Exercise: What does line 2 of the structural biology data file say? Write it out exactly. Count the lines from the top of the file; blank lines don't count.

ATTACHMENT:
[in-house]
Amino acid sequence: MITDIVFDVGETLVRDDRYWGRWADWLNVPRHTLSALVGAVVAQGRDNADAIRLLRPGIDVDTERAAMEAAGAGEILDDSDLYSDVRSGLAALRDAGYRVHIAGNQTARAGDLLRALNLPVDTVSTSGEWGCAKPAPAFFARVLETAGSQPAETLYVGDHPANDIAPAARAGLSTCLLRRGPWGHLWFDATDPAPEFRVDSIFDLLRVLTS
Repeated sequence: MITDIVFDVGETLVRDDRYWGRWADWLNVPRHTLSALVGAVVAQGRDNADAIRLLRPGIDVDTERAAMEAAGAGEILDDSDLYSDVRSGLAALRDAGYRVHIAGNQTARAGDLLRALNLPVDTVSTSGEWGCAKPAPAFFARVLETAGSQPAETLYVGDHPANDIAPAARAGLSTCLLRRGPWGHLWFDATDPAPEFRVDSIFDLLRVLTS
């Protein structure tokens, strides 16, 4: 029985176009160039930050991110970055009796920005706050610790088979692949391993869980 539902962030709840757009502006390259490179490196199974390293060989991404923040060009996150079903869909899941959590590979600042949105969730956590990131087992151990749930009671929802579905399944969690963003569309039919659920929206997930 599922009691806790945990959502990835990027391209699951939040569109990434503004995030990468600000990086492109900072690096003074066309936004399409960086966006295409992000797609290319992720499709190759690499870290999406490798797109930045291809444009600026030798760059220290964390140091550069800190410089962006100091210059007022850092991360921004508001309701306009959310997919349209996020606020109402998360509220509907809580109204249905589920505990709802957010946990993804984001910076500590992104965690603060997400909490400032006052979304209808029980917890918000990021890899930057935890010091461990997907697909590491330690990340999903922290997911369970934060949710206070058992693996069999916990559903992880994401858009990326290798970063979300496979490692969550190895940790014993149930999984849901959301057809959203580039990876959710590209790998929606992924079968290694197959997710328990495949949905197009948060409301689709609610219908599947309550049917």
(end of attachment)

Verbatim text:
Amino acid sequence: MITDIVFDVGETLVRDDRYWGRWADWLNVPRHTLSALVGAVVAQGRDNADAIRLLRPGIDVDTERAAMEAAGAGEILDDSDLYSDVRSGLAALRDAGYRVHIAGNQTARAGDLLRALNLPVDTVSTSGEWGCAKPAPAFFARVLETAGSQPAETLYVGDHPANDIAPAARAGLSTCLLRRGPWGHLWFDATDPAPEFRVDSIFDLLRVLTS